Fake Friendly Fridays: We Talk To Internet Activists Who Sign Random Petitions On WhatsApp

Aiswarya Anil
·4-min read

Fake Friendly Fridays is a section where we pick a famous personality and throw fake questions at him/her and in return, we receive fake answers. Why should you not take it seriously? Because it is fake.

If you still didn’t get it: This is a fake interview written purely based on the author’s imagination of how the actual interview would have been if we got the chance to interview these famous (for all the wrong reasons) personalities in real life. In short, just a good laugh.

ED: Hello, we are happy to have you here for ED’s Fake Friendly Fridays. It’s satisfying to know that we didn’t have to go far and wide to find you. Welcome to the show!

Petitioner: Is there any petition that I can sign to show you how immensely glad I am to be here?

ED: Oh no, don’t worry. We won’t be needing your signature any time soon. So, tell us something about the kind of activism you do.

Petitioner: Thank you for asking me about the charity work I do every day, which helps the society improve and lets me fight for the causes that are integral to making the world a better place.

ED: Are they? How do you go about it?

Petitioner: A lot of forms circulate on WhatsApp sometimes, and it’s fascinating to see that nowadays, almost every issue out there has the outlet to receive public support on petition sites such as Change.org.

ED: Hmm, I suppose. What was the last petition that you signed?

Petitioner (thinks hard): I think it was a petition that was seeking justice for a girl who had been killed by a boy for rejecting his proposal. He was let go only because according to the law, he was around 10 days short from being 18 years of age, which makes him a juvenile.

ED: Oh my God! That’s such a terrible incident. I thought the law had become more stringent after Nirbhaya’s death but it seems as if our safety laws are not improving at all.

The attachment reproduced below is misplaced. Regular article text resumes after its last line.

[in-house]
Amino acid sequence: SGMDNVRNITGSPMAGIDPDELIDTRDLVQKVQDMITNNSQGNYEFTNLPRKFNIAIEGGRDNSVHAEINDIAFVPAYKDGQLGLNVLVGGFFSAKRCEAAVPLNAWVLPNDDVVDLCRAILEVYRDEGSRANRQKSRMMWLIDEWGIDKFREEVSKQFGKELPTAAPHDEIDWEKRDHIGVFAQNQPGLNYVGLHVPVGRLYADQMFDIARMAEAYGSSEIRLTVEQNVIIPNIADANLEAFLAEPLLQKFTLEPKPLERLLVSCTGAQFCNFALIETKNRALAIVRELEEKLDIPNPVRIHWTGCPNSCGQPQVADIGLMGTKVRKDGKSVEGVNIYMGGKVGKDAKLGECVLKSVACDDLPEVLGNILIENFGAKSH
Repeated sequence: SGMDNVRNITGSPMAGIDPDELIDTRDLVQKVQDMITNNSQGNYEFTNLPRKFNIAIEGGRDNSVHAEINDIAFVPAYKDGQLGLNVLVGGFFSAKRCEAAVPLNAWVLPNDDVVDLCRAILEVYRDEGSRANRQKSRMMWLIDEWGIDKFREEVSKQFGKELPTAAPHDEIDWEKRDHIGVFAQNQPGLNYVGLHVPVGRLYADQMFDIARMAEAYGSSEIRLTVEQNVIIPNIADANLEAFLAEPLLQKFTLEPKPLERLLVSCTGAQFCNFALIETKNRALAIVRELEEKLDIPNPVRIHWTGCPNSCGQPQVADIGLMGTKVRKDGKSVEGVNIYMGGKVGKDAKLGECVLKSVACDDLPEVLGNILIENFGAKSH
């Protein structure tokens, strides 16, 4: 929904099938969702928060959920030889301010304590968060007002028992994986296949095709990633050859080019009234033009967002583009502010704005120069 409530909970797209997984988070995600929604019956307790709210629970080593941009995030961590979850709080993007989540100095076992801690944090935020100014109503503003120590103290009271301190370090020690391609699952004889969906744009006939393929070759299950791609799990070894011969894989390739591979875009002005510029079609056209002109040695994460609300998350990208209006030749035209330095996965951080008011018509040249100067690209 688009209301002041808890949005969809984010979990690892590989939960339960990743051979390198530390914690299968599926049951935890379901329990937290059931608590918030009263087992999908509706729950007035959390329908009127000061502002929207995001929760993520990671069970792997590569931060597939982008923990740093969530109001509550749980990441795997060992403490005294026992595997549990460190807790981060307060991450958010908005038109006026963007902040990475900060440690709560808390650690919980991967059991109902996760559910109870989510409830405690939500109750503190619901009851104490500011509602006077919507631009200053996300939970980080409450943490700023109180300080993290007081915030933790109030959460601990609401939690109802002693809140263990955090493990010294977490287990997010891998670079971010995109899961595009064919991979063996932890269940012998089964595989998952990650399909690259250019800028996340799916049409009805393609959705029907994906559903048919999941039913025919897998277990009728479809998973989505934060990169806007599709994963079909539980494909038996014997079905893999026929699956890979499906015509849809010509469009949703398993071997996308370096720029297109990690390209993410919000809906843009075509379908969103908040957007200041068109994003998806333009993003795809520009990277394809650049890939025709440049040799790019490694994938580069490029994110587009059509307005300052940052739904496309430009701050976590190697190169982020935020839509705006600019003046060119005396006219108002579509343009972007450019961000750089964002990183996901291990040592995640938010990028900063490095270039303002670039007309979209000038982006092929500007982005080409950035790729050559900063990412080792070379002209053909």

Petitioner: Yeah, which is why I think this is the least that I can do.

Also Read: Fake Friendly Fridays: We Ask Our Childhood Hero Shaktimaan About His Peculiar Beliefs

ED: Of course, of course. So, what are the developments? Did public support work? What’s the status of the case?

Petitioner: Umm… I haven’t followed it after that, so I am not sure what happened. I am hoping it helped…

ED: You did not follow up with the cause that you signed up for? Do you know who started the petition?

Petitioner: Must have been her parents? I don’t check all that usually.

(awkward silence)

ED: Well, I guess the petitions have at least helped mobilise public opinions around the issue.

Petitioner: I’m sorry, public opinion about what?

ED (surprised): That issue we just talked about..

Petitioner: Oh okay! I guess I can’t catch up with most of them because there’s just too much out there nowadays, haha. I know you’re judging me and thinking that I am a slacktivist. Well, I could be but if you looked at it from a utilitarian point of view, I have pretty much done what they wanted – given them more signatures.

ED: We don’t deny that you’ve contributed towards what was needed. But how do you deal with the known fact that such slacktivism only entitles you to feel like you have made a commitment and feel a disguised sense of positivity?

Petitioner: I have come across articles that talk about the “victories” that Change.org has acquired. There have been many successful petitions. I am part of that victory too.

ED: But sometimes, petitions can be too unrealistic as well and these can only witness change if citizens make a combined physical effort to participate in real activism. The farmers from Punjab signed petitions as well, but those didn’t work, which is why they are in Delhi at the moment.

Petitioner: I honestly don’t think I can give up my own life for such causes that way. Petitions sanction the definition of democracy, and as long as that remains, I will consider myself an incessant participant in society’s affairs.

ED (shocked by the defence): Agreed. We won’t impose anything on you since democracy also promises the freedom of choice and it seems like you have made yours.

Petitioner: Thank you for having me here. Give me your WhatsApp number and I will send you such petitions as and when they come to me!

ED (awkwardly): Haha, for sure. We will make sure that we leave our signature and hope for the best. Thank you for joining us today.

Image Credits: Google Images, Canva

Sources: The Conversation, Change.org

Find the blogger: @aiswaryanil

This post is tagged under: fake friendly fridays, online petitions, how to sign petitions online, do online petitions work, how can online petitions work, democracy, how does democracy function, women harassment, laws in india, juvenile laws, juvenile, environmental issues, signing petitions, digital signature, what is slacktivism, online activism

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